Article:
Richard III dig: How search reached Leicester car park

By Greig Watson
BBC News

  • Published
(l to r) Portrait of Richard III; tomb of Edward III; Greyfriars car park Leicester
Image caption,
Richard III may have expected to rest in a lavish royal tomb similar to Edward III but instead may well have ended up beneath tyres and tarmac in a council car park

A council car park in Leicester is not where you would expect to find one of England's most notorious kings.

But years of painstaking research, a globe-trotting trail of clues and cutting edge technology - along with an awkward phone call - have led a team of experts to this unglamorous spot near the city's ring road.

And they hope within touching distance of the lost grave of King Richard III.

Richard was killed in battle in 1485, an event which ended the bloody civil war known as the Wars of the Roses.

The royal family which defeated him, the Tudors, ensured he was remembered as a black-hearted villain, capable of killing family and friends.

Image caption,
The Tudor dynasty and Shakespeare helped blacken the name of Richard III, who was played by Laurence Olivier

But a loyal band of enthusiasts have worked hard to rescue the last Plantagenet king's battered reputation - and recover his lost remains.

It was known his body was dragged from the battlefield and exhibited in Leicester to show the public he was truly dead.

Historian Dr John Ashdown-Hill, author of The Last Days of Richard III, combed archives for clues to his eventual burial site.

"I uncovered an account in the financial records of Henry VII where he set aside money to pay for an alabaster tomb for Richard.

"This said the tomb should be built over his grave, in the Choir of Greyfriars church. So we had a specific place."

But where one problem was answered, another remained.

Greyfriars was demolished during the religious reforms of Henry VIII and one widely accepted story had Richard's bones being tipped into the local river.

Image caption,
Archaeologists used a 1741 map of Leicester to find the site of Greyfriars and then compared this to the modern city to find where to dig

Again Dr Ashdown-Hill's research came to the rescue.

He found the tale came from a 17th Century map-maker called John Speede who had also looked for the grave.

"Looking at Speede's map, he had misidentified Greyfriars, which was actually the separate Blackfriars. He was looking in the wrong place.

"He perhaps used the story of the grave being emptied to cover for the fact he could not find it."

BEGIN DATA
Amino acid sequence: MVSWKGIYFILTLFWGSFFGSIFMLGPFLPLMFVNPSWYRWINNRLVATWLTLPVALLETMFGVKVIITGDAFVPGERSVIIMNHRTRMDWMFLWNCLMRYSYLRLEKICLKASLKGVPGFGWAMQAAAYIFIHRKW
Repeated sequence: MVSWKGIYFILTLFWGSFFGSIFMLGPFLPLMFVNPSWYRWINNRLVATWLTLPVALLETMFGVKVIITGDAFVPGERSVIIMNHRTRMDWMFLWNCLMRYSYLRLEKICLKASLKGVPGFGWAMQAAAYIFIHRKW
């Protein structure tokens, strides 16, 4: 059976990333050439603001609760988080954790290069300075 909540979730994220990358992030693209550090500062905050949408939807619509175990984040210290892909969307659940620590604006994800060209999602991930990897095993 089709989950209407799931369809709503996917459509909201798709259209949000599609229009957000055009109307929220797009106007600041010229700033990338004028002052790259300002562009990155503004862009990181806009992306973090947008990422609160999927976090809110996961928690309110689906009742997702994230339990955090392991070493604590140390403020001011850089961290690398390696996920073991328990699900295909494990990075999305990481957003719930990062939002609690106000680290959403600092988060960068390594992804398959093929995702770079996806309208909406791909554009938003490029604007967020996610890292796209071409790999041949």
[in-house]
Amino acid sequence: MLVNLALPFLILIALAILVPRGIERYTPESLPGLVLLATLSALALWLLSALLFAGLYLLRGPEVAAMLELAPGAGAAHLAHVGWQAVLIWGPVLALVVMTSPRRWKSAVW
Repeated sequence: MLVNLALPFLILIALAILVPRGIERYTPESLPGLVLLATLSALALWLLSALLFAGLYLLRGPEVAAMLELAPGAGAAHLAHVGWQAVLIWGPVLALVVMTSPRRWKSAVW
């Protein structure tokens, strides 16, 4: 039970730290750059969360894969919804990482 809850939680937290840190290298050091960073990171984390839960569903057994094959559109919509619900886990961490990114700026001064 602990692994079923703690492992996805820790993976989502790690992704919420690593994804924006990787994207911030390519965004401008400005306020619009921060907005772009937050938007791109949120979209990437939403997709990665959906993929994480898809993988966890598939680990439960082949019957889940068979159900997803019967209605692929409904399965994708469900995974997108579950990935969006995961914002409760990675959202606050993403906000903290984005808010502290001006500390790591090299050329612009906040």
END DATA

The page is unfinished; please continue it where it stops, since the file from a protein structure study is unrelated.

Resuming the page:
Image caption,
The archaeologists used long, narrow trenches to try to find the walls of the friary complex

But Dr Ashdown-Hill's next contribution was perhaps the most astonishing. He just happened to have Richard III's family DNA.

Years earlier he had managed trace descendants of Richard's sister, Anne of York.

"I started the family tree, which quickly turned into an enormous spider's web.

"There were dozens of lines of descent but it was very frustrating as you would follow a line for years and so many of them went into the 19th Century and then died out."

Against the odds, after three years of searching, he succeeded in tracing a living relative in Canada.

"It was an odd feeling being about to make such a phone call," he said. "They might think you are a lunatic and put the phone down."

But the woman agreed to give a DNA sample, which, thanks to an unbroken female link to the 15th Century House of York, meant any bones could be positively identified.

Events took a decisive turn when Dr Ashdown-Hill met Philippa Langley, from the Richard III Society, who had been trying to get backing for a search for the lost king's remains.

Ms Langley said: "Because of the work of Dr Ashdown-Hill, with his DNA work, when we put that into the conversation, the authorities thought: 'Ok, these guys are serious'."

But this still left the small point of actually finding the church, levelled more than 500 years ago.

So she approached archaeologists at the University of Leicester, headed by Richard Buckley.

Ms Langley said: "He went off and did the map analysis and it was that which clinched it, because he came back and said 'Look I think you are right. I think this is telling us something'.

"After that it all snowballed."

'Quite a tingle'

Self-confessed sceptic Mr Buckley said he took some time to accept the idea.

"To be truthful I did roll my eyes slightly at first," he said. "In archaeology you aren't supposed to look for famous people."

Image caption,
Decorated medieval floor tiles were one of the first clues the dig was in the right place

On 25 August, machines broke through the surface of the Greyfriars car park in Leicester.

"It was surreal," said Ms Langley. "Three years of hard work and I thought 'Am I really seeing this? Am I really seeing Leicester City Council allowing us to rip up their car park?'

"I kept thinking someone was going to come out and shout 'Stop!'."

Mr Buckley said the first week exceeded expectations. Just two trenches produced pieces of window and tile which could only have come from a high-status building.

A third trench then helped identified the walls of the church. Were they closing in on Richard?

Mr Buckley said: "The remaining hurdles are whether there are any burials in the church, whether there are any in the choir and if so, are they the one we want?

"Although at the beginning you think 'There is no way we are going to get anywhere near it', but actually we are getting quite near it, if it's there. It is quite a tingle."

While the final results of the excavation are a still a closely guarded secret, an open day at the dig site is being held on Saturday.

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